|Although this article is based on canonical information, the actual name of this subject is pure conjecture.
The Assassination of Robert Baratheon was a pivotal event that preceded the War of the Five Kings.
The relationship between the Starks and the Lannisters, which has never been friendly, becomes hostile due to the kidnapping of Tyrion; Jaime confronts Eddard about the kidnapping, and the result is a bloody brawl. Robert orders Ned (not very firmly) to have Tyrion freed and to make peace with Jaime. Cersei is filled with contempt toward Robert, for treating the situation so meekly and refusing to punish the Starks. Instead of using his authority to defuse the hostility between the houses, Robert leaves the capital to hunt in the kingswood.
As revealed later, Cersei comes up with a plan to dispose of Robert: she orders her henchman/lover Lancel to give Robert plenty of wine, in order to dull his senses and slow his reactions during the hunt.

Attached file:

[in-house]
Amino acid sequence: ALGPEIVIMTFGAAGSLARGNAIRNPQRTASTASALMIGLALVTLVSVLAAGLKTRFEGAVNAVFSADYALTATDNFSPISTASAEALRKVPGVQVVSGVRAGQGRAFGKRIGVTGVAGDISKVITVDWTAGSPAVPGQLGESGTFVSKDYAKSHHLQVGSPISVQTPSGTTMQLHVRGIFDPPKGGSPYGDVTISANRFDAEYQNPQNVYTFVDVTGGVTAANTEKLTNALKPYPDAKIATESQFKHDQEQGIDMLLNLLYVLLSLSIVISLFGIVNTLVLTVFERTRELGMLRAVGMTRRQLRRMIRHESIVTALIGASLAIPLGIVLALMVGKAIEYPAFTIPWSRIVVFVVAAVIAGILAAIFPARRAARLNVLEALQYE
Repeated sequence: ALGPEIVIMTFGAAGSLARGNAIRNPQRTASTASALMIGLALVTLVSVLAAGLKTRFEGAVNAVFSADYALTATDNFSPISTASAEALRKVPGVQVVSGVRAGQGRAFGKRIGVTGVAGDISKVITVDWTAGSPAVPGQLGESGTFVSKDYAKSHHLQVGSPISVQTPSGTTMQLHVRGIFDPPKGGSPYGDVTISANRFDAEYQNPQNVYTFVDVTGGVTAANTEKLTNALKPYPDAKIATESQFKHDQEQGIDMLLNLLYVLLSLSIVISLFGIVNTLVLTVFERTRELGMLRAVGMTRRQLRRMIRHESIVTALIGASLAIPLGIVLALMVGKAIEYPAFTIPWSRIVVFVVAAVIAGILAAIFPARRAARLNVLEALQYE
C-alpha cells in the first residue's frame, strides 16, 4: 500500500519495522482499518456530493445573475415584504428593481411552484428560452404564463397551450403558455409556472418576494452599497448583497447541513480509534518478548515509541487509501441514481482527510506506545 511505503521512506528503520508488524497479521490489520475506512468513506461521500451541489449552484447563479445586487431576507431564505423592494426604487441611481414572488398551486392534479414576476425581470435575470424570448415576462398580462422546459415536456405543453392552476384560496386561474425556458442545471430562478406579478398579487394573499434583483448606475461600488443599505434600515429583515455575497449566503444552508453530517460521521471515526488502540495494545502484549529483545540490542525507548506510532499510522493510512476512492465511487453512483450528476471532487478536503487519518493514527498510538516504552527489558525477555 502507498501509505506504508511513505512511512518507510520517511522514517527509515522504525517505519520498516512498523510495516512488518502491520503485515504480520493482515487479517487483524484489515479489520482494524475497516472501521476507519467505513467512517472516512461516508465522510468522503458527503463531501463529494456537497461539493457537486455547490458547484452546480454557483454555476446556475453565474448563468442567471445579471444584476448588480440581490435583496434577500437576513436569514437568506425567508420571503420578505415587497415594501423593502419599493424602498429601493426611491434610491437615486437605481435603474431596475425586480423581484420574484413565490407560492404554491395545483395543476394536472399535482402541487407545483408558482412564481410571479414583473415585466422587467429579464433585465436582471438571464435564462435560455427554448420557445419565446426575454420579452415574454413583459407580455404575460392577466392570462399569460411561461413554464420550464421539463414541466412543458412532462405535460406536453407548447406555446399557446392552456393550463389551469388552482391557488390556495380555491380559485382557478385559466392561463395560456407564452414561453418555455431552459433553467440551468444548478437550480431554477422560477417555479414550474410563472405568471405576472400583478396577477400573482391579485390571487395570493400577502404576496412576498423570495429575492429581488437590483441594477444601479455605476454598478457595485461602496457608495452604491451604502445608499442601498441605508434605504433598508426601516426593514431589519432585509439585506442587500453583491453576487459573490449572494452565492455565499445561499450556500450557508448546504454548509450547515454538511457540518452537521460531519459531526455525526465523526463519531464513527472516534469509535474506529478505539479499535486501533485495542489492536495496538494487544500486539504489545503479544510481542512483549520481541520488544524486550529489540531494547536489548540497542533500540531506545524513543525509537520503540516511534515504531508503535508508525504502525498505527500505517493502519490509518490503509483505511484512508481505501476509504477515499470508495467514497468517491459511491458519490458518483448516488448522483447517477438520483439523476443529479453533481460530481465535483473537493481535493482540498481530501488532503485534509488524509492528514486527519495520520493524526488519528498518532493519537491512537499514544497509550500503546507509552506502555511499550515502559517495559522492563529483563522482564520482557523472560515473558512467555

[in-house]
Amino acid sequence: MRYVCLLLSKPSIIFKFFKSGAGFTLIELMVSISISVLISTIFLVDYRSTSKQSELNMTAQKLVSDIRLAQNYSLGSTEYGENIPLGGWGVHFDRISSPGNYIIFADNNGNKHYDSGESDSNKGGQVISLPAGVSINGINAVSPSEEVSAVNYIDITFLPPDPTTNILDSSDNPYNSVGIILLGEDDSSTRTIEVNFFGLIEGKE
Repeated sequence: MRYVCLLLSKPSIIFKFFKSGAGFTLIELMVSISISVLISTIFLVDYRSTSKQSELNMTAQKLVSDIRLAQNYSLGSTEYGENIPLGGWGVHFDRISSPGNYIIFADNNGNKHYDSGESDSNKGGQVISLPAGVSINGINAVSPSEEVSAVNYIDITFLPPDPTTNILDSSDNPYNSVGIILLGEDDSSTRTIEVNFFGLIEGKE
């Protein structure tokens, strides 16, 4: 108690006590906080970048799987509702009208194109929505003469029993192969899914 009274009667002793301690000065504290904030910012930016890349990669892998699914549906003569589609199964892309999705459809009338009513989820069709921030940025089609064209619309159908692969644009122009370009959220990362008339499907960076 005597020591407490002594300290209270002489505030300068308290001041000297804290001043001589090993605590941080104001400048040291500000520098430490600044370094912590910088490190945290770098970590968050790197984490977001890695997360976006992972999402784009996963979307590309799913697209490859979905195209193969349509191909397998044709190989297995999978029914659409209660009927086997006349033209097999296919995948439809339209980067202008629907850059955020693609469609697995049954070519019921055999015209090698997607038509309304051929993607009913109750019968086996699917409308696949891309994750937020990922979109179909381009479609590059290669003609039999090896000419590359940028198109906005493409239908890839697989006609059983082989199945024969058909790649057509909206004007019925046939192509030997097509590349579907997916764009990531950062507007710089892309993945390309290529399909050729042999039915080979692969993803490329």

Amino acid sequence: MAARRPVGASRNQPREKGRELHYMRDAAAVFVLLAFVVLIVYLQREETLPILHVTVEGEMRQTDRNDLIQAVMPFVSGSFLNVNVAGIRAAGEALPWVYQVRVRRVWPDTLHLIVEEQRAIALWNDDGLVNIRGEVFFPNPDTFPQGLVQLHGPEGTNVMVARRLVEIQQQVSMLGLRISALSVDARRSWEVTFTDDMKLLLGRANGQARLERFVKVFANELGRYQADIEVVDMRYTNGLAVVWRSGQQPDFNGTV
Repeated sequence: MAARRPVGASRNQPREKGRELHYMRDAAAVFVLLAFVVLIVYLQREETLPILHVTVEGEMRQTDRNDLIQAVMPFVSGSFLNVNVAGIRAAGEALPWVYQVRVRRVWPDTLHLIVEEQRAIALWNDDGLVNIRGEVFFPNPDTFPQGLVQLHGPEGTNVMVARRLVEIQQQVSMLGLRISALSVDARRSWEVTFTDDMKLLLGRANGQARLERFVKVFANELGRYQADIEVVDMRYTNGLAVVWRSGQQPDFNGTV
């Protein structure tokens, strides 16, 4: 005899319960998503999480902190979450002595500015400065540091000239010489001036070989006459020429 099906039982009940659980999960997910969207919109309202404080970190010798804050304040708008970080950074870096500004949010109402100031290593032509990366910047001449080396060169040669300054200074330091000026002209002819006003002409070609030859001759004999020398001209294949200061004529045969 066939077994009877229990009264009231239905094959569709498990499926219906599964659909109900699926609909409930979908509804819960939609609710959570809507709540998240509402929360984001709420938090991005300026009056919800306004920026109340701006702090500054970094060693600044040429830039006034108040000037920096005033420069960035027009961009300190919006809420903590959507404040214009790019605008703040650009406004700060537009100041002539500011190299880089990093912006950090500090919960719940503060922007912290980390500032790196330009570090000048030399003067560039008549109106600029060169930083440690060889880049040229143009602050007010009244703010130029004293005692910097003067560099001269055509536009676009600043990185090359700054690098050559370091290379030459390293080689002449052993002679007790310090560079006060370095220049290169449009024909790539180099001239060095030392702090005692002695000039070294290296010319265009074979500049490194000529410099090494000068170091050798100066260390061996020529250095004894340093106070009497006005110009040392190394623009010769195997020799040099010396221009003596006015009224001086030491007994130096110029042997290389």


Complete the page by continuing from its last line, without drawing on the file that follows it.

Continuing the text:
Robert hunts in the Kingswood, accompanied by Renly Baratheon, Ser Barristan Selmy and his squire Lancel. Lancel, obediently following Cersei's orders, keeps offering wine to Robert, who drinks a lot.
In the meantime, Ned discovers why Jon Arryn was killed: he has found evidence which proved that Robert was not the father of Cersei's children, who were actually a product of incest between her and Jaime. Very foolishly, blinded by his self-righteousness, Ned arranges a secret meeting with Cersei and reveals to her that he knows the secret about her children. Cersei does not even bother to deny the accusation; she openly expresses her hatred to Robert. Ned warns Cersei that he will tell Robert the truth, and that she and her children must get as far as they can. Cersei departs with a chilling warning: "When you play the game of thrones, you win or you die. There is no middle ground".